Time to abolish the UK's last "rotten borough" - the City of London Corporation

One year on from the Occupy protest at St Paul's, we're no closer to reforming the dark heart of predatory capitalism.

On the night Occupy LSX marched into the City tweets came into me asking for help as the police kettled activists on the steps of St Paul's. I went down there and did what little I could to prevent people being roughed up. Over the next few days the tents soon appeared and the occupation became a debating forum on the causes and creators of the economic crisis.

As days turned into weeks and the cathedral hierarchy split over whether to evict the camp, the occupiers soon discovered the existence of an organisation the vast majority of the population barely knows exists. The City of London Corporation was flushed out of the shadows in which it normally lurks to show that it was something more than the organiser of a good pageant in the Lord Mayor’s Show.

Naturally members of Occupy turned their inquisitive attention to this seemingly quaint body that was threatening to send in the bailiffs. Just as the direct action by UK Uncut transformed the issue of tax evasion from a dry debate for accountants into a popular cause, Occupy has helped turn the spotlight on the abuse of power that is the City Corporation.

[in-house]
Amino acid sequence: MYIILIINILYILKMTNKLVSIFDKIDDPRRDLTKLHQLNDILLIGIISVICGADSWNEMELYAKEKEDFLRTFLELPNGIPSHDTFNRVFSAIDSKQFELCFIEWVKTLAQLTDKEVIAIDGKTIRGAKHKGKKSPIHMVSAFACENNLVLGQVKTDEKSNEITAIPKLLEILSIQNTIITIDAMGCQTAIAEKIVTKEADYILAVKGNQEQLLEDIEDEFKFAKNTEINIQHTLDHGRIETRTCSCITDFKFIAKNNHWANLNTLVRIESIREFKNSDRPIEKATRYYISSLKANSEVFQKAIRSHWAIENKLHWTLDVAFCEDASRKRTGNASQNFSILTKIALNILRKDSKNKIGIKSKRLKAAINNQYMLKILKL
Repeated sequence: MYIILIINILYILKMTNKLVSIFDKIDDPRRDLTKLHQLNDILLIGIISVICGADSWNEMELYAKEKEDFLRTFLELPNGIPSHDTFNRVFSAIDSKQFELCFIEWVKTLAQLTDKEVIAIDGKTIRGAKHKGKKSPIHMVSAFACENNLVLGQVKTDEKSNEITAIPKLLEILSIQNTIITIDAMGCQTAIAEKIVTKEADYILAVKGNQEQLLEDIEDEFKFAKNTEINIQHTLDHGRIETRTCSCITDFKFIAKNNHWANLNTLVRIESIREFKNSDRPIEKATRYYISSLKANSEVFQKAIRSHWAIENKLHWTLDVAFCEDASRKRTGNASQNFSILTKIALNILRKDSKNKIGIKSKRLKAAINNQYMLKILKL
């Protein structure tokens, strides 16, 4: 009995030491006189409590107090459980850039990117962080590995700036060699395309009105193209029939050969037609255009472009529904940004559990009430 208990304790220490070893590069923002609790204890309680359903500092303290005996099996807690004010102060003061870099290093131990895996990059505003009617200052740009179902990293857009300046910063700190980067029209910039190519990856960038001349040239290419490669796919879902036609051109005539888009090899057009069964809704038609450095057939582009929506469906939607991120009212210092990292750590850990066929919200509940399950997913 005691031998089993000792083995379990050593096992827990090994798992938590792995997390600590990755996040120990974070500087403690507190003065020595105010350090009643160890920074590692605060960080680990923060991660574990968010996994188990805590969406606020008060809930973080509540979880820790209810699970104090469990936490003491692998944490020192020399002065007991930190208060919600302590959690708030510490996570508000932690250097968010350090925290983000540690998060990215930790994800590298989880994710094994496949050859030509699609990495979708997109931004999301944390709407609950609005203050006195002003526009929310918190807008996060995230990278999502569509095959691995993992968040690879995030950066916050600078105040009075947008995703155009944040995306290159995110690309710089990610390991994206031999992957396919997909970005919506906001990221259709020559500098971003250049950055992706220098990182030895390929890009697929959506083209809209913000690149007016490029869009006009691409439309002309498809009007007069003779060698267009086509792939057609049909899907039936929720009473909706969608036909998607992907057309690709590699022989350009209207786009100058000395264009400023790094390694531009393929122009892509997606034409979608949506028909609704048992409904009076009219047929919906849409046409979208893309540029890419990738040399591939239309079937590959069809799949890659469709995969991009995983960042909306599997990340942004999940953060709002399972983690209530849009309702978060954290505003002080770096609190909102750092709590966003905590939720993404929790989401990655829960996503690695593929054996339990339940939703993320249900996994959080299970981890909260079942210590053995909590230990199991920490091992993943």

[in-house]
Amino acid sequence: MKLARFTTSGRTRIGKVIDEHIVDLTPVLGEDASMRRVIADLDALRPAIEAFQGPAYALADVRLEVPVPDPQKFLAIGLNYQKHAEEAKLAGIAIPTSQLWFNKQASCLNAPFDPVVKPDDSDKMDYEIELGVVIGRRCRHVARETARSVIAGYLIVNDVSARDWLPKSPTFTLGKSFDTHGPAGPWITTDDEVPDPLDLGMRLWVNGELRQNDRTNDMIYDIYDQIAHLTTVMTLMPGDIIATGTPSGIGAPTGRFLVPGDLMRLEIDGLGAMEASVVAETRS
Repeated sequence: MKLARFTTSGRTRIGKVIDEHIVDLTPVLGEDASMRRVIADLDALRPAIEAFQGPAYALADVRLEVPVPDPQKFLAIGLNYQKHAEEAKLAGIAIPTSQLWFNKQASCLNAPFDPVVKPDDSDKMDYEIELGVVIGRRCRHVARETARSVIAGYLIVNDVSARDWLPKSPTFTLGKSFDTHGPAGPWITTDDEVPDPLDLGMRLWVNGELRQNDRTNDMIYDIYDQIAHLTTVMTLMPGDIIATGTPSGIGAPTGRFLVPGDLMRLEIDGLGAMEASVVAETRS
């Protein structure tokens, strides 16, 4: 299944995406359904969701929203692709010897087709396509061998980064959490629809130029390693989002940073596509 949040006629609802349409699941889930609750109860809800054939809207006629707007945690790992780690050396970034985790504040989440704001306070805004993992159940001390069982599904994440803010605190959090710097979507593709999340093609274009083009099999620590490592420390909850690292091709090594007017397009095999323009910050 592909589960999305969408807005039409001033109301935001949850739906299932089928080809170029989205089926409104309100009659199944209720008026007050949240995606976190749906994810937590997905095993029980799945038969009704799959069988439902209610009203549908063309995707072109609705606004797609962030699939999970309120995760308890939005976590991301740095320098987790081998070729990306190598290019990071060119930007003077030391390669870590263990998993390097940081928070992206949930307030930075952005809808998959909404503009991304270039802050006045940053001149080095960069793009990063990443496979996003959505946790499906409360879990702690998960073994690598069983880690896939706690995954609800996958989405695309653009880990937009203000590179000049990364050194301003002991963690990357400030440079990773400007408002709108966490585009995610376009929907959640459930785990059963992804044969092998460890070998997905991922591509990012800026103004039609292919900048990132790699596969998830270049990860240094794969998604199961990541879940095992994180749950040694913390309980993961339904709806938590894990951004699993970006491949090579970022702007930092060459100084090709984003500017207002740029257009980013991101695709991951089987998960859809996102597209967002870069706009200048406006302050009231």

In Michael Chanan’s and Lee Salter’s new film, “Secret City”, Maurice Glasman explains ironically that St Paul’s was the site of our earliest democracy, where the citizens of London in medieval times would hold hustings. In the sixteenth century the city took over from Amsterdam as the centre of international credit and maritime trade. Its coffee houses became banks and governments became dependent upon them for loans, largely to finance wars.

Government's reliance on the city to finance the national debt gave the city such influence that the Corporation was able to avoid the successive reforms that established democratic local government in the rest of the country.

Instead the City Corporation to this day retains the business vote, which overwhelms the votes of residents in the elections for its Common Council. The vast proportion of elections in the City have not been contested. Instead an old boys’ network amongst the companies sorts out which favoured son is to be bestowed the seat.